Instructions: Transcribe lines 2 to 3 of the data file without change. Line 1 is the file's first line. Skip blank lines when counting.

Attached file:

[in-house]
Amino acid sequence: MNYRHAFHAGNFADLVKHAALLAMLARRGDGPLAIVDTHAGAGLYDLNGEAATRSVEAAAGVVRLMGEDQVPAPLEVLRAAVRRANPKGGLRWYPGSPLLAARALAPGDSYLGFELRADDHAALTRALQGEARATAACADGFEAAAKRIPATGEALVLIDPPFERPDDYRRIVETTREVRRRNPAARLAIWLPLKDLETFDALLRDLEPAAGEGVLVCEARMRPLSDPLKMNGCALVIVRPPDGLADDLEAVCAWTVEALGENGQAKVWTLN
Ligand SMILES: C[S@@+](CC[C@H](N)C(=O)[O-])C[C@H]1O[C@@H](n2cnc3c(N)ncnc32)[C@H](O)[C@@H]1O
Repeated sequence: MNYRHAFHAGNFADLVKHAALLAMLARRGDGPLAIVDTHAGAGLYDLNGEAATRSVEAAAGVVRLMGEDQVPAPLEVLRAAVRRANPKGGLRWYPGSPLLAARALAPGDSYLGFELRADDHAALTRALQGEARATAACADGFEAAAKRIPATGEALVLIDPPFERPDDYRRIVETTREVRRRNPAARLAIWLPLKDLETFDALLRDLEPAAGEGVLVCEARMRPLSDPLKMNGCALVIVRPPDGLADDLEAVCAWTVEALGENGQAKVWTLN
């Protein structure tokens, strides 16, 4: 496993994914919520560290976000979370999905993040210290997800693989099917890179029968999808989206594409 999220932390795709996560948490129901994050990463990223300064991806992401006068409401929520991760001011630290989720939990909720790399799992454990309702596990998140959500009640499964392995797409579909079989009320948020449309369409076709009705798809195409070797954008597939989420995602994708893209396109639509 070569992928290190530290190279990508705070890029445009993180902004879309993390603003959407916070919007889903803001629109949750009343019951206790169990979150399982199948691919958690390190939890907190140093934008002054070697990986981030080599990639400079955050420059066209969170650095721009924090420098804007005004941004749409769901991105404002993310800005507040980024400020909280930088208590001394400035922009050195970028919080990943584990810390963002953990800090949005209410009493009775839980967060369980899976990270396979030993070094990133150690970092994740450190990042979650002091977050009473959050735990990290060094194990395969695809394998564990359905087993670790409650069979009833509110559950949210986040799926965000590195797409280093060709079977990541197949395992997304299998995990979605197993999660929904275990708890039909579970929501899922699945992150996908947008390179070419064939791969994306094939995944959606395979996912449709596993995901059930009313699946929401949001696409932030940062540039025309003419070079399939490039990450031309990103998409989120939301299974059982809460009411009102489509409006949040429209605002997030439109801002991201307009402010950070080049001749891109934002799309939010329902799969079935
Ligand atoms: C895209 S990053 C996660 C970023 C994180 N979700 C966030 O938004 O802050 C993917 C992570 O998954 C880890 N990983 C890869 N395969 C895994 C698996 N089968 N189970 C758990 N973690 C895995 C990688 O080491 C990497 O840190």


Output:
Amino acid sequence: MNYRHAFHAGNFADLVKHAALLAMLARRGDGPLAIVDTHAGAGLYDLNGEAATRSVEAAAGVVRLMGEDQVPAPLEVLRAAVRRANPKGGLRWYPGSPLLAARALAPGDSYLGFELRADDHAALTRALQGEARATAACADGFEAAAKRIPATGEALVLIDPPFERPDDYRRIVETTREVRRRNPAARLAIWLPLKDLETFDALLRDLEPAAGEGVLVCEARMRPLSDPLKMNGCALVIVRPPDGLADDLEAVCAWTVEALGENGQAKVWTLN
Ligand SMILES: C[S@@+](CC[C@H](N)C(=O)[O-])C[C@H]1O[C@@H](n2cnc3c(N)ncnc32)[C@H](O)[C@@H]1O